chips that often came on the cartridges, so
it’s nice to see here. And yes, the huge
battleships are still HUGE! Fairly impressive for the
Master System which rarely ever had parallax scrolling in shooters. (8-bit PSG music) Another Master System game
that was only released in Europe was Road Rash. Yeah, I know I’ve talked
about this one before, but it deserves to be mentioned in a Pushing Hardware Limits episode. First off, the Master
System doesn’t do hills. Most Master System racing
games were on flat land only. Outrun had hills, but
they were extremely choppy and poorly done. Even in its time, I was
disappointed in Outrun’s hills. But look at Road Rash here,
handling them all over the place like it’s just any other day. This game was done almost
entirely by one programmer named Gary Priest. He did what Yuji Naka
couldn’t do with Outrun. It’s also a fantastic conversion
of the Genesis original. Yes, things are smaller and
overall the speed is slower, but check out the two
versions side by side. They don’t look as different from each other as you’d expect. This was even on the Game
Gear, and it pushed that system the same way as well. The majority of the original game is here and if you can’t play it on
the Genesis yet still have a Master System somehow,
you can’t go wrong here. Cheers to Gary Priest for
an amazing conversion. (8-bit music that’s not too bad) The last Master System game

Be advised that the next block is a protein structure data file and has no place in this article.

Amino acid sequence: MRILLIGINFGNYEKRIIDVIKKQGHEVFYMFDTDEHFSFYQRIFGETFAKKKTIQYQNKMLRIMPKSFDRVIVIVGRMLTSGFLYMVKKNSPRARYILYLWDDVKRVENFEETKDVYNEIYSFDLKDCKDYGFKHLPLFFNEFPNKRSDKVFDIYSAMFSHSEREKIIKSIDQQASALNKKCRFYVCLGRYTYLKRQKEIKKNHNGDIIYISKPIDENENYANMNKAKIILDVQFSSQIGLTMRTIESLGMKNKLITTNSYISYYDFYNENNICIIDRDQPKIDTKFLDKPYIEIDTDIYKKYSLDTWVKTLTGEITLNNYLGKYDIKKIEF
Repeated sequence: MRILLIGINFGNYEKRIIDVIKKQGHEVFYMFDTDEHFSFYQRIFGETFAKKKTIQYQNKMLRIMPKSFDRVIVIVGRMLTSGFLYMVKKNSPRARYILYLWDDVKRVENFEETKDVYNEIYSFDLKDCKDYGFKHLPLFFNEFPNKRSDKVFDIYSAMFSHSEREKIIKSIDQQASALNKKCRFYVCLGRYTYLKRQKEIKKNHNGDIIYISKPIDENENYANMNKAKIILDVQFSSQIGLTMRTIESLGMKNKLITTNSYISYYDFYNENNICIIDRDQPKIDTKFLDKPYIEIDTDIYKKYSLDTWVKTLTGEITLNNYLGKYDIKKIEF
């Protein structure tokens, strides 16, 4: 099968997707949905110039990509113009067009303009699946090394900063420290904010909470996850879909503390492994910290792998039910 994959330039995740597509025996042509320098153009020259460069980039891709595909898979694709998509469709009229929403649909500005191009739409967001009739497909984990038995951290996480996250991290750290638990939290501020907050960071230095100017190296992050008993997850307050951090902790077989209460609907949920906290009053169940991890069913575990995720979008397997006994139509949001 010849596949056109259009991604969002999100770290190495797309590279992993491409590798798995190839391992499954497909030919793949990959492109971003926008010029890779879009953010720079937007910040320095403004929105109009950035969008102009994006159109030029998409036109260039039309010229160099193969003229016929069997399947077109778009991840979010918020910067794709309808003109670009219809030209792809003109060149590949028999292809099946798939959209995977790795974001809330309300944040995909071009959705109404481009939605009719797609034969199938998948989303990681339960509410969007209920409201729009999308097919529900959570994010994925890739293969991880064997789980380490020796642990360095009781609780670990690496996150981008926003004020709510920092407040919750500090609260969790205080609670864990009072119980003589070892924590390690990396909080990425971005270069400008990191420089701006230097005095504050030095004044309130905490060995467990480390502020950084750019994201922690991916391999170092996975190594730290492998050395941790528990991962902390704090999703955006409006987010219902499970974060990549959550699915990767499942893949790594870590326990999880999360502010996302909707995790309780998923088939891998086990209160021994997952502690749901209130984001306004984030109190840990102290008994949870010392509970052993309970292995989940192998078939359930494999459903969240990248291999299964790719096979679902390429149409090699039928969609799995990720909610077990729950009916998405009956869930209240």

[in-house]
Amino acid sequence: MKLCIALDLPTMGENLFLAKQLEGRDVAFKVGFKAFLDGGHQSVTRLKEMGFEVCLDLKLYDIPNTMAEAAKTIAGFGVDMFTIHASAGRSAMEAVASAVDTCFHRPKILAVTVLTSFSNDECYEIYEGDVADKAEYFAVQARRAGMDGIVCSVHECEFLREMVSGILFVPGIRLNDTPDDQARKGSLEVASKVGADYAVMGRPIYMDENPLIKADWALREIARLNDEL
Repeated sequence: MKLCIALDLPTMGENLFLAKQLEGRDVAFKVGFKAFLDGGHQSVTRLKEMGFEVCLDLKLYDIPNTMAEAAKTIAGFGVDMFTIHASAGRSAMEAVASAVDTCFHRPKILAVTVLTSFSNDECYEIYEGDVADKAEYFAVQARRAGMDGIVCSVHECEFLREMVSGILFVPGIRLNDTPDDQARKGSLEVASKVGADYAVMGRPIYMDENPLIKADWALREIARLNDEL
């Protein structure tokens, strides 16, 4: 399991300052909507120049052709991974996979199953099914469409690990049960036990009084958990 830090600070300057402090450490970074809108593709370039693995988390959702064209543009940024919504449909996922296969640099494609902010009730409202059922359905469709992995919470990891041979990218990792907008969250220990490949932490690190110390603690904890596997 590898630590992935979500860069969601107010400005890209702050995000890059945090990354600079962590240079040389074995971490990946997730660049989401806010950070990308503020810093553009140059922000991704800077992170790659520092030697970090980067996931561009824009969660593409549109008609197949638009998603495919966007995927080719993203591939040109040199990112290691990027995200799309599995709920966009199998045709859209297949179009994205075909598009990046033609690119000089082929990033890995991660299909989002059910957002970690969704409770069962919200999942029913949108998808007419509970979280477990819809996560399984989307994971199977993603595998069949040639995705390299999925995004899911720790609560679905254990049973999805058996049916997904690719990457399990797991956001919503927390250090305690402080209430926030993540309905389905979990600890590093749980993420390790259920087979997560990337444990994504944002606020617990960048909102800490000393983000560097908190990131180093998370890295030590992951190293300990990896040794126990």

I’ll look at is Aladdin, developed by SIMS in Japan. This was only released in
Europe, but the Game Gear version got a US release,
and it’s mostly the same. It’s not a port of either
of the 16-bit versions, it’s its own unique game. The main thing that’s
hardware pushing here happens in the first two levels. You start off running as
the evil guards chase you so they can inflict their evil upon you. Not only does it have
some really nice parallax, it even overlaps, which is
unheard of on the Master System. Not only that, but you can
see the sides of the buildings change as they scroll
past, which is really cool. Obviously, these are animated
tiles and not 3D polygons or anything, but it’s
still a great effect. Stage two does the effect
even better anytime you jump over a gap, not to mention the
colorful layers of parallax in the background. Unfortunately, they weren’t
as ambitious with the rest of the game as there’s no
more parallax but it still looks pretty good for the system. Overall, it’s a fun game that’s
not like the other versions. Here’s Contra The Alien
Wars for the Game Boy. That’s right, they ported
Contra 3 for the Super Nintendo all the way down to
Nintendo’s black and white portable system. And considering how much
less power the Game Boy has compared to the Super Nintendo,
Factor 5 did an amazing job. The first thing you’ll notice